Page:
Niche it!
BobbyGs Info

Barnes & Noble




Back | Home | Up | Next

In the film industry, an option is a contractual agreement between a movie studio, a production company, or a producer (henceforth called the "producer") and a writer, in which the producer obtains the right to buy a screenplay from the writer, before a certain date. In the same way, producers can obtain options to write screenplays based on books, articles, video games, songs, or any other conceivable works of authorship. The term is often used as a verb in Hollywood: Paramount optioned the book by Philip K. Dick. Financially the contract qualifies as a real option and is thus very similar to other types of options.

When a screenplay is optioned, the producer has not actually purchased the right to use the screenplay. He has simply purchased the right to purchase the screenplay at some point in the future, if he is successful in setting up a deal to actually film a movie based on the screenplay. This "setting up a deal" is usually a tedious process known as development hell, in which the producer must get the screenplay written (if the option was on a book), obtain informal agreements with the director, the major actors, the financiers, and the distributors, and get the screenplay polished to suit all participants. If all this tentative planning falls into place, then actual agreements are signed, the producer obtains money to start operations, the option is exercised with part of this money, and the producer actually buys the screenplay from the writer.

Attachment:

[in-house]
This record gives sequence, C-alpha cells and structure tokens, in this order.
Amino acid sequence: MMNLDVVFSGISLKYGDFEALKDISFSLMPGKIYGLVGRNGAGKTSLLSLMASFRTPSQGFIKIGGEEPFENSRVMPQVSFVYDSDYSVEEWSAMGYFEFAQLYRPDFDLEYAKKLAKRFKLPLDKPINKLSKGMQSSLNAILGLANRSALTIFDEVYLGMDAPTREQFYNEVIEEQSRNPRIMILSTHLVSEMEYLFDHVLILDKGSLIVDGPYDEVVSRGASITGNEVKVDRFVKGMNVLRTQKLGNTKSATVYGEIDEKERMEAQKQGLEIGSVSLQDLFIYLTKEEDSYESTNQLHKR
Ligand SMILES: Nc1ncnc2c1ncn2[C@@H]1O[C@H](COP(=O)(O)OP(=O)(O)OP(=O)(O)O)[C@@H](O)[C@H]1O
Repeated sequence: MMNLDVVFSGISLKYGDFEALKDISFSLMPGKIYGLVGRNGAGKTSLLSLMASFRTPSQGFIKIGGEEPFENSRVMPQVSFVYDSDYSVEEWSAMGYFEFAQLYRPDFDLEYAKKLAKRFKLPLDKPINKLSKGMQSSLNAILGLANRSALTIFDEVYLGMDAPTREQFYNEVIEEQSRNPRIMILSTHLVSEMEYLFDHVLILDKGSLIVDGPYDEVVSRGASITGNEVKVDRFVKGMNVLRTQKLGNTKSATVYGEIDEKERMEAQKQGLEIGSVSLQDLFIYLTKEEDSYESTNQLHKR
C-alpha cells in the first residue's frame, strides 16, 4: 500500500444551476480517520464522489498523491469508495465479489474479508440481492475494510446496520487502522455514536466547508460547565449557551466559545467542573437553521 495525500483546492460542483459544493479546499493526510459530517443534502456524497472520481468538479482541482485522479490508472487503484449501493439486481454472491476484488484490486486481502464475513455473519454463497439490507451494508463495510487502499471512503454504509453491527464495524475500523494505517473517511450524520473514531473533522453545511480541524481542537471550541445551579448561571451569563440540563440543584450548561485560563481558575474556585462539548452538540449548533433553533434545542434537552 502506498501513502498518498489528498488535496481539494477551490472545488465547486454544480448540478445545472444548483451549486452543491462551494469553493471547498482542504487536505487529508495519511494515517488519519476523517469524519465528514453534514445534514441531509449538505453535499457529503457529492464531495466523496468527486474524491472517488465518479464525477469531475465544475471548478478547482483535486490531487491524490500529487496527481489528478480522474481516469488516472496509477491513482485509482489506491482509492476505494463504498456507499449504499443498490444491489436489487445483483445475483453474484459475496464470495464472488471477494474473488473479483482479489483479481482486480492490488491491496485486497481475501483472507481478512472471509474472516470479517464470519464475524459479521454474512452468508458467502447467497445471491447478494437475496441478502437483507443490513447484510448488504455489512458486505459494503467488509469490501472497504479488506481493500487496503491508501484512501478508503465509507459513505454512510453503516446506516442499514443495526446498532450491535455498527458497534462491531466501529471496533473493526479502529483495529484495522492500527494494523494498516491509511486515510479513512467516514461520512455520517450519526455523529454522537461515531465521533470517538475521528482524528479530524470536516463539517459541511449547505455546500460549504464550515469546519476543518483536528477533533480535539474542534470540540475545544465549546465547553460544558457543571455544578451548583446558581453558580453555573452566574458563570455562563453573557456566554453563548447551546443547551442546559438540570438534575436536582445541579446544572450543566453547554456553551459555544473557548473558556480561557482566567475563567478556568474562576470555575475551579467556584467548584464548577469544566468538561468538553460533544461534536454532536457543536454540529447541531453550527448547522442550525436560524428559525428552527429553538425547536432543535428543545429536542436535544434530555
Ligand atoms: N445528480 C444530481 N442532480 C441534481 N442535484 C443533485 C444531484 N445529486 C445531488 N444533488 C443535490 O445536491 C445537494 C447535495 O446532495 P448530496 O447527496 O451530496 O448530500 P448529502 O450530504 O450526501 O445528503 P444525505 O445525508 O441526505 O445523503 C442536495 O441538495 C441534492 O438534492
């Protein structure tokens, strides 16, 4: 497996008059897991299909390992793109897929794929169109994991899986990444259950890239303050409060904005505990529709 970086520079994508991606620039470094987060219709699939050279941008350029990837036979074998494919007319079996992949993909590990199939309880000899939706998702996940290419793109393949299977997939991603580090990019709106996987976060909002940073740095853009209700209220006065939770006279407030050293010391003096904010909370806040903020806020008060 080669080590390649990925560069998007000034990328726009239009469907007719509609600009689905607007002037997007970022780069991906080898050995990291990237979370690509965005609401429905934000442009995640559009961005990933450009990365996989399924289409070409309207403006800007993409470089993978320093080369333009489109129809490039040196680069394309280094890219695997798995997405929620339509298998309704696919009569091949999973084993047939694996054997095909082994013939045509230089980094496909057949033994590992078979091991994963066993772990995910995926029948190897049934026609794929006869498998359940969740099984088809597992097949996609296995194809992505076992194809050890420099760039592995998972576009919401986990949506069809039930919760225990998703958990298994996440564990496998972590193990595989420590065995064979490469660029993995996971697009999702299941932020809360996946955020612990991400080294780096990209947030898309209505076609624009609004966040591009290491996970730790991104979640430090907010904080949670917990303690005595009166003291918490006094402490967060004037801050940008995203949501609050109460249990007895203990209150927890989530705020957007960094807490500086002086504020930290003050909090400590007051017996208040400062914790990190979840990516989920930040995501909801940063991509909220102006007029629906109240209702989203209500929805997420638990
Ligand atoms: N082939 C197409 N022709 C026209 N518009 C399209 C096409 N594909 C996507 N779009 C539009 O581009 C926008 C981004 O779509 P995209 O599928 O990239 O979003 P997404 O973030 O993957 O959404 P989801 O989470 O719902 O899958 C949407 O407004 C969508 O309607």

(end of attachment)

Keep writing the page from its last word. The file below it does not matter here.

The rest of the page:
Options are not expensive by the standards of Hollywood movies. Many writers are happy to receive a few thousand dollars. Option contracts typically do specify the eventual cost of the screenplay, if the producer does end up exercising the option.

Since optioning a screenplay is far cheaper than buying it, options are very popular in Hollywood for speculative projects.

Options are exclusive for, usually, one or two years. If this period of time expires, the producer no longer has the right to buy the screenplay, and the writer can option it to a different producer. Most option agreements specify the prices of additional extensions, should the producer be unable to put the movie together in the originally specified term, and choose to extend.

Home | Up | Backlot | Breaking down the script | Cameo appearance | Camera dolly | Clapperboard | Closing credits | Development hell | Feature film | Film budgeting | Film crew | Film finance | Film industry | Filming location | Filmmaking | Footage | Front projection effect | Greenlight | Hollywood accounting | Movie ranch | Option | Pan and scan | Post-production | Pre-production | Previsualization | Principal photography | Screen test | Screenplay | Second unit | Shelved | Shot | Sound stage | Stand-in | Storyboard | Take | Test screening | Voice-over | Script breakdown

Movies, v. 2.0, by MultiMedia

This guide is licensed under the GNU Free Documentation License. It uses material from the Wikipedia.